I have this up-coming week off for mid-winter break, which used to be known as “ski week” in the better sections of California. Decades ago, so many family took their children out of school at some point during the year to go skiing that many school districts decided to just take a week off in the middle of February. I’ve only ever gone skiing once in my life.
It was fun.
Today, I plan on reading a lot instead of skiing. It’s my understanding that there will be very little skiing this year anyway due to lack of snow. I’m just under one hundred pages into Silver Light, David Thomson’s novel about a woman photographer in the early days of the westward expansion.
Our house has been rich in the history of the American west these days because C.J. is reading California, Kevin Starr’s history of our state. C.J. has been feeding me bits of information as he goes along. For example, when the first large-scale agricultural projects began in California, the ground in the San Joaquin valley was so hard from years of drought that it had to be dynamited before it could be plowed.
I’ve always argued that it’s all about water in California, the state is really one big desert.
In addition to Mr. Starr’s history, and our frequent trips to various former Gold Rush towns, we’ve started collecting bits of California history. We just purchased an 1898 marriage license from San Francisco and are waiting to see if we’ve won the deed for a Central Valley estate. You can get lots of very interesting old documents on eBay for under ten dollars is you look around. They are quite beautiful, too, handwritten information on illustrated forms.
Later this week C.J. and I are off to Mendocino for a two night stay at a Bed and Breakfast with a view of the ocean. We didn’t plan for this, but it turns out the first night will be the tenth anniversary of our first wedding. Ten years ago, we got married in San Francisco’s City Hall after a full day of waiting inline no knowing if we were going to get in or have to stay overnight camped out on the sidewalks. We were married for almost a full six months before the State Supreme Court ruled our marriage invalid because if two men were allowed to marry hell-fire would rain down from the sky.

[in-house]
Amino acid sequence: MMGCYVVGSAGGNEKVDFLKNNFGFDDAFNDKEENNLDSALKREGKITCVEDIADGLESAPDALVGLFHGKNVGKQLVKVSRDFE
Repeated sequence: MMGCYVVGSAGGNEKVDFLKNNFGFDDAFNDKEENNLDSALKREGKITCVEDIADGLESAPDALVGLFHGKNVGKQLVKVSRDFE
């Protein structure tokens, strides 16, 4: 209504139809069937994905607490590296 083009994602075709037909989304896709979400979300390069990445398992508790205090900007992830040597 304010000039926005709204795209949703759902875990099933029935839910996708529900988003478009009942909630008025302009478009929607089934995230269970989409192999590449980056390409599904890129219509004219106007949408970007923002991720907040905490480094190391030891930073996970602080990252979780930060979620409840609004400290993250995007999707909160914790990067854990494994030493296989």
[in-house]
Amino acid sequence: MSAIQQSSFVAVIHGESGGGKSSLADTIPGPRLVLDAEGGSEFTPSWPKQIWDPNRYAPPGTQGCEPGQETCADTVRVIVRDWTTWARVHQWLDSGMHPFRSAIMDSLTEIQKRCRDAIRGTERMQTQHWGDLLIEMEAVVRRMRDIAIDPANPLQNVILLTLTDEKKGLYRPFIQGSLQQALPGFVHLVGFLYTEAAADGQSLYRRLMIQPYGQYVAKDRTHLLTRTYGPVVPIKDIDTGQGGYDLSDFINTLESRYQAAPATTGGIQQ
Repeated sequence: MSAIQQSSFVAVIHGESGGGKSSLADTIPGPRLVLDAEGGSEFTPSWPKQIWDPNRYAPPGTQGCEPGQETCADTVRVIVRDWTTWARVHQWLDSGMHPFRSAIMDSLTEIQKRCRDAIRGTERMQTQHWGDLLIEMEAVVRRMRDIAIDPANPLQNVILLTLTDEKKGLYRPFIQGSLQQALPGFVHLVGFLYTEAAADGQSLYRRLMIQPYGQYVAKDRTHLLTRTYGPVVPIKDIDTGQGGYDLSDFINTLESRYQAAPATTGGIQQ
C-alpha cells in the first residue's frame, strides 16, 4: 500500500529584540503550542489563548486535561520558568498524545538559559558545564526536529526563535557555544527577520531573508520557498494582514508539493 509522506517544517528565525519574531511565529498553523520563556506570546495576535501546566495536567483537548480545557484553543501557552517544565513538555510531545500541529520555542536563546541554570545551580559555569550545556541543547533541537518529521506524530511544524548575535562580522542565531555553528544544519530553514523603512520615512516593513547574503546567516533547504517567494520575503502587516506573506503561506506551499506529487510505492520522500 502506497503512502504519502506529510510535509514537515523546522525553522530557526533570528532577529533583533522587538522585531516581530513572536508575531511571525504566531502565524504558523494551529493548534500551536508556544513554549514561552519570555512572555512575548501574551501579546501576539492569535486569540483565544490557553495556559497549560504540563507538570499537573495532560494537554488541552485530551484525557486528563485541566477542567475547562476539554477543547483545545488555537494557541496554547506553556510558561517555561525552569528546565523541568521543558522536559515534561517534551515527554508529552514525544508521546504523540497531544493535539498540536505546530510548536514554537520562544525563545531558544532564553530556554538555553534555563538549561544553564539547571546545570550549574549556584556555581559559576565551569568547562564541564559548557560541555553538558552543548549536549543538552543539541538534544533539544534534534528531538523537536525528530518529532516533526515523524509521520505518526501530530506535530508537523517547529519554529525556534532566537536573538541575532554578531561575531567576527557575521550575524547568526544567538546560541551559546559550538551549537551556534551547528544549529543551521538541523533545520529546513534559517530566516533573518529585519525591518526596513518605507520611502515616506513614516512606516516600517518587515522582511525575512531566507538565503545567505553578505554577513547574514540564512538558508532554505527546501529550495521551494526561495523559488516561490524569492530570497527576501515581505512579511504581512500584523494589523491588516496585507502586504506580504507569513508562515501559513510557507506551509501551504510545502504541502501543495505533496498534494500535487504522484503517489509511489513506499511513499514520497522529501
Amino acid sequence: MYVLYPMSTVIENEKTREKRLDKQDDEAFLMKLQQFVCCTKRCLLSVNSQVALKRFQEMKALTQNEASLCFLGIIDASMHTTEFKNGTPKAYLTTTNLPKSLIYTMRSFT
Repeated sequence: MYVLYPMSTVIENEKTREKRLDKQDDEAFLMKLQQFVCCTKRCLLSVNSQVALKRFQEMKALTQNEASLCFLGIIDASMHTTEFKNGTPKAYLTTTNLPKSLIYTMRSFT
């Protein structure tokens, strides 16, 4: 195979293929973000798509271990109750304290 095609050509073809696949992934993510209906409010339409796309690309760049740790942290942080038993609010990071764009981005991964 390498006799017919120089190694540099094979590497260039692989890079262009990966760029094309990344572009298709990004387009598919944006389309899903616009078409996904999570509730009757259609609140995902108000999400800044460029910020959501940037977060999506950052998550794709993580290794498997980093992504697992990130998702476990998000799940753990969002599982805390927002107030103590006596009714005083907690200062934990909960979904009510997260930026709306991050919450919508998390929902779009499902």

We got married a few years later after the state legislature passed a law over-ruling the state supreme court. This marriage was in St. Peter’s, a very nice old church on the Mare Island Naval Base here in Vallejo. The church is fully stocked with Tiffany windows and lots of Navel memorabilia. We were the first same-sex wedding in St. Peter’s Chapel. Proposition 8 stopped marriage in California, but our marriage was not ruled invalid. Years and years passed until the federal Supreme Court finally over-turned Proposition 8 and now the city of Las Vegas Nevada is losing millions of dollars in wedding business anuually. It’s true. I bet you dollars-to-doughnuts that’s one major reason why the State of Nevada’s Attorney General has stopped defending their anti-marriage law in court.
As for the hell-fire raining down from the sky, to be honest, at this point California will take all the rain we can get.